Robinhood, the online brokerage at the centre of wild trading in GameStop and other hot shares, scrambled to shore up its financial position and public reputation on Thursday after a day of chaos and anger among its clients.
The company has drawn down at least several hundred million dollars via a credit facility with banks led by JPMorgan and including Goldman Sachs, Morgan Stanley, Barclays and Wells Fargo, according to people familiar with the move.
The drawdown came after Robinhood and other retail brokers restricted trading earlier on Thursday in a number of companies whose share prices had risen sharply over the past week. After the cash injection, the company said it would allow trading in those securities to resume on a limited basis on Friday.
“We made a tough decision today to temporarily limit buying for certain securities,” it said in a statement. “As a brokerage firm, we have many financial requirements, including SEC net capital obligations and clearinghouse deposits. Some of these requirements fluctuate based on volatility in the markets and can be substantial in the current environment.”
Robinhood’s bankers declined to comment.
Robinhood has proved a popular venue for day-traders who organise on Reddit message boards to buy shares such as GameStop, AMC and BlackBerry in the hope of inflicting losses on hedge funds who have placed bets against the same stocks.
The decision to curb trading resulted in a fierce backlash from users, a class-action lawsuit accusing Robinhood of market manipulation, and calls from politicians to investigate the company. It also sparked a host of online conspiracy theories.
In an attempt to limit the damage, Vlad Tenev, Robinhood’s co-founder, took to Twitter “to clarify a few things”, including its regulatory requirements.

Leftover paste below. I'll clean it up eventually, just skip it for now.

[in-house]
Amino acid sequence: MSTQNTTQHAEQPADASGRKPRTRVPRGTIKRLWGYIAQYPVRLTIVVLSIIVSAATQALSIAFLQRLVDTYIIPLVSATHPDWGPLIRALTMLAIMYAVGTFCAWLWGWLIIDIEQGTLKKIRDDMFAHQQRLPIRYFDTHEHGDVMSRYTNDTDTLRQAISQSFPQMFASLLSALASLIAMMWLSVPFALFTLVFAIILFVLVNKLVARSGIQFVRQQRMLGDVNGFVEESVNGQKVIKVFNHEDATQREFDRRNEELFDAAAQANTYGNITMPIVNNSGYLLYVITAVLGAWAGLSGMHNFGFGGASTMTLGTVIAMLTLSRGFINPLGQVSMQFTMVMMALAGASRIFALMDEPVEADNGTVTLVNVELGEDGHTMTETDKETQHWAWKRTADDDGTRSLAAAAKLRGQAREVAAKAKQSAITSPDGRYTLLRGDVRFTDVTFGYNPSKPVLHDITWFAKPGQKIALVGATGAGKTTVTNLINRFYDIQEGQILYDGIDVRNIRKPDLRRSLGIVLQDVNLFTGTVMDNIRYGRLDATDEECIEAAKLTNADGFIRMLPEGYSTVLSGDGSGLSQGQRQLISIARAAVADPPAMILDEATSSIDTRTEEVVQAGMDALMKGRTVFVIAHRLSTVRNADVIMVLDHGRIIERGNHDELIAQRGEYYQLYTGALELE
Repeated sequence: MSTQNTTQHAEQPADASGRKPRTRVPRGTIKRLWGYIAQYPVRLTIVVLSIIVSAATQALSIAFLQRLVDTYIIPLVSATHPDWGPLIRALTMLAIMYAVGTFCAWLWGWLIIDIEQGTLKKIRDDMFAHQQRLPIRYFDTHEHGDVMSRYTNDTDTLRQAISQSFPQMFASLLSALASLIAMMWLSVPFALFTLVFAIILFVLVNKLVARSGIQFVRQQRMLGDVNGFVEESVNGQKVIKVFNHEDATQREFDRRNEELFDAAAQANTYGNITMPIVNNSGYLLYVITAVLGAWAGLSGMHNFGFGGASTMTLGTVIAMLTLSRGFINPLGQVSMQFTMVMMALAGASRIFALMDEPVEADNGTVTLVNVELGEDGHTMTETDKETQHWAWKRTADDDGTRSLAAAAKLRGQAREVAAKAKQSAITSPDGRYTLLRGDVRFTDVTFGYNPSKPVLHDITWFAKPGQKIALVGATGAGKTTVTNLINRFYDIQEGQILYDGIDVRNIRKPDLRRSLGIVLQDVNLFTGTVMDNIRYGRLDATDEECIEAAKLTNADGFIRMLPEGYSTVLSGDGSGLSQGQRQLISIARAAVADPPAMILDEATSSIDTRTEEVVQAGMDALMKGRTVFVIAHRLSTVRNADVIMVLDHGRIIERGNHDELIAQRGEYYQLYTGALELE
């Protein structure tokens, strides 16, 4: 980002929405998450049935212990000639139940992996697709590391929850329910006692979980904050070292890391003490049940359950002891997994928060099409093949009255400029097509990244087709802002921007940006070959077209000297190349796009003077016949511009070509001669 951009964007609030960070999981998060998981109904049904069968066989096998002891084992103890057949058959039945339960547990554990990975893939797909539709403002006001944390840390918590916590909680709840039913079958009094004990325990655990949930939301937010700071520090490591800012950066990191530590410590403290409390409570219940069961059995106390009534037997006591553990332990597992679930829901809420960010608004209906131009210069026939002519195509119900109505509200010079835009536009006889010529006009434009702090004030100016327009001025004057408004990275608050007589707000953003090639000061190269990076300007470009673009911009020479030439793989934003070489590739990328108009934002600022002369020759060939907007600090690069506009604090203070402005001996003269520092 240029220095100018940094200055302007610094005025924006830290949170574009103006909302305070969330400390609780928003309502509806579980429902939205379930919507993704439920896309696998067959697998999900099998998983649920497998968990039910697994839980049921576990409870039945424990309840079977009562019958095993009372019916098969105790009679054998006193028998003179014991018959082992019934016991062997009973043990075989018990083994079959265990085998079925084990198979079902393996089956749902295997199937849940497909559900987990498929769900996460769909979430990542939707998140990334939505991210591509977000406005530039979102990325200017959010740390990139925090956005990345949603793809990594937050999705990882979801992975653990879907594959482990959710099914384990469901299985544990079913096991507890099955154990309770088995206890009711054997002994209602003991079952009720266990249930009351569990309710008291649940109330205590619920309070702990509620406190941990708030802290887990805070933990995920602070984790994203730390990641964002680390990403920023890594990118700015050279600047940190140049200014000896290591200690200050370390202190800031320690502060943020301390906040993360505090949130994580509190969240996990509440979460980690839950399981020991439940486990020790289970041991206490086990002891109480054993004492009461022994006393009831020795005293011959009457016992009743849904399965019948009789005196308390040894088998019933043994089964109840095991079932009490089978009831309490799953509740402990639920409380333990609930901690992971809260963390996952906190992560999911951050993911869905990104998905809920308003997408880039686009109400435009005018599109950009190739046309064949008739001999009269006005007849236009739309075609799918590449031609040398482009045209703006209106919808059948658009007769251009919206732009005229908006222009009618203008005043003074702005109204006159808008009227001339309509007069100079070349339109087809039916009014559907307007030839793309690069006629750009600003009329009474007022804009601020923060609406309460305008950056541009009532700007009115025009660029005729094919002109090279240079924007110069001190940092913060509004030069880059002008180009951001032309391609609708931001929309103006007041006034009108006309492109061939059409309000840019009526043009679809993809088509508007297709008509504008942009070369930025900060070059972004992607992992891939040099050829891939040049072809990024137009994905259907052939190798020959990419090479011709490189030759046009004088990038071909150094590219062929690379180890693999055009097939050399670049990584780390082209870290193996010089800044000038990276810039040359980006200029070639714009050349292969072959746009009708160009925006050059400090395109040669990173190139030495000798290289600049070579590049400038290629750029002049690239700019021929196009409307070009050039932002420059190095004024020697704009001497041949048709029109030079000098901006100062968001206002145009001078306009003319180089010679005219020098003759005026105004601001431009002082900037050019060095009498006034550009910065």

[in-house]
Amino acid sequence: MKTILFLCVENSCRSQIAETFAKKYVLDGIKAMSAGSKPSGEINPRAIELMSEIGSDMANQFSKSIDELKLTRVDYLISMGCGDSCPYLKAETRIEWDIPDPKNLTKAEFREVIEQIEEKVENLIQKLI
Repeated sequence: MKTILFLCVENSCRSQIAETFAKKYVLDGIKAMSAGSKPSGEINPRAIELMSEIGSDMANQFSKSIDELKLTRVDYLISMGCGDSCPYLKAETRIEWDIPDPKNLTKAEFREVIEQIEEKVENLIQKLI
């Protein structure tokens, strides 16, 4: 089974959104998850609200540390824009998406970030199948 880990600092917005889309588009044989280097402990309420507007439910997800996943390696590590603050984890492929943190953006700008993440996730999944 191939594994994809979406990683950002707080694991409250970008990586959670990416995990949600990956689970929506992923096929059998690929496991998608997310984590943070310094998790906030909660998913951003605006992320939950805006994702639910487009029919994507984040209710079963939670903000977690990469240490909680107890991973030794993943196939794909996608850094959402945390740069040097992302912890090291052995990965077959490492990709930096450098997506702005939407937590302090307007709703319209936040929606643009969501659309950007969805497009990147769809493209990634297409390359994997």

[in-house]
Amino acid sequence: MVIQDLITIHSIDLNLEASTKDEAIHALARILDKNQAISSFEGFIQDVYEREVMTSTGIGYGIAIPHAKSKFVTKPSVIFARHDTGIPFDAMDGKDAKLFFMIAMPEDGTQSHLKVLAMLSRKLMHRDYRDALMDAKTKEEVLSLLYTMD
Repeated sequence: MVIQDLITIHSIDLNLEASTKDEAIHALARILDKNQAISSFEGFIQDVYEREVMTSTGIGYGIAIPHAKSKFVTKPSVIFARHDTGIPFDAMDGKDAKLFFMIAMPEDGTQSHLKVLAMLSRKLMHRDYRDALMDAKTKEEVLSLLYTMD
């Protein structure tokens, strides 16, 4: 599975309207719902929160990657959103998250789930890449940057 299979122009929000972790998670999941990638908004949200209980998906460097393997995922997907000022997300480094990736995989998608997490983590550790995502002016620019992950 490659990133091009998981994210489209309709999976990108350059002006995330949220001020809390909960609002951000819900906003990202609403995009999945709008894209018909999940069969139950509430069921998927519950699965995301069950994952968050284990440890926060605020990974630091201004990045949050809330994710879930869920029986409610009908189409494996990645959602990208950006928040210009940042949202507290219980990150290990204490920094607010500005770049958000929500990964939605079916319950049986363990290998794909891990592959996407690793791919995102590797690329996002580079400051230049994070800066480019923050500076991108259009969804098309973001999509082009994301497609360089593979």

“These requirements exist to protect investors and the markets and we take our responsibilities to comply with them seriously.”
In common with rivals like Schwab and ETrade, Robinhood clears trades at the main US clearing houses, run by the Depository Trust & Clearing Corporation for equities and the Office of the Comptroller of the Currency for options. A clearing house stands between two sides of a deal, managing the risk to the market if one side defaults.
While self-clearing saves on the fees that would otherwise go to another clearing broker, it also means Robinhood needs to have higher capital on hand, as it takes on to its own book the risk that an executed trade does not settle. The broker also faces higher costs if the clearing house raises margin requirements to protect its members against high market volatility.
News that Robinhood had tapped its credit facility was first reported by Bloomberg.
Robinhood’s statement that it would reverse some of the trading curbs sparked a sharp rebound in shares during after-hours trade in New York. GameStop rose more than 50 per cent after a drop of 44 per cent in regular hours. Shares in AMC and BlackBerry reversed half of their regular-hours losses.
“We’ll continue to monitor the situation and may make adjustments as needed,” Robinhood said.
“Robinhood is in a tough spot and it is a highly visible moment,” said Paul Deer, director of Advisory Service at Personal Capital, a digital wealth manager. “They have investors trading on margin and that represents a risk to them and the broker if we see prices reverse.”
There were also statements after-hours on Thursday from market making groups, who process trades, and who had been targeted for criticism on social media over the curbs, including from Citadel Securities, the trading company owned by Ken Griffin, which pays Robinhood for orders.
Citadel Securities said it had “not instructed or otherwise caused any brokerage firm to stop, suspend, or limit trading or otherwise refuse to do business”.
Citadel, a hedge fund also owned by Mr Griffin, said it was “not involved in, or responsible for, any retail brokers’ decision to stop trading in any way”. Earlier in the week, Citadel provided rescue financing to Melvin Capital, a hedge fund targeted by retail traders on Reddit.
Mr Tenev said Robinhood’s “mission to increase access to investing” remained a priority.
“We cannot control, however, the lightning-fast spread of information and misinformation that takes place on social media, and for that I am incredibly sorry to our customers and staff for this.”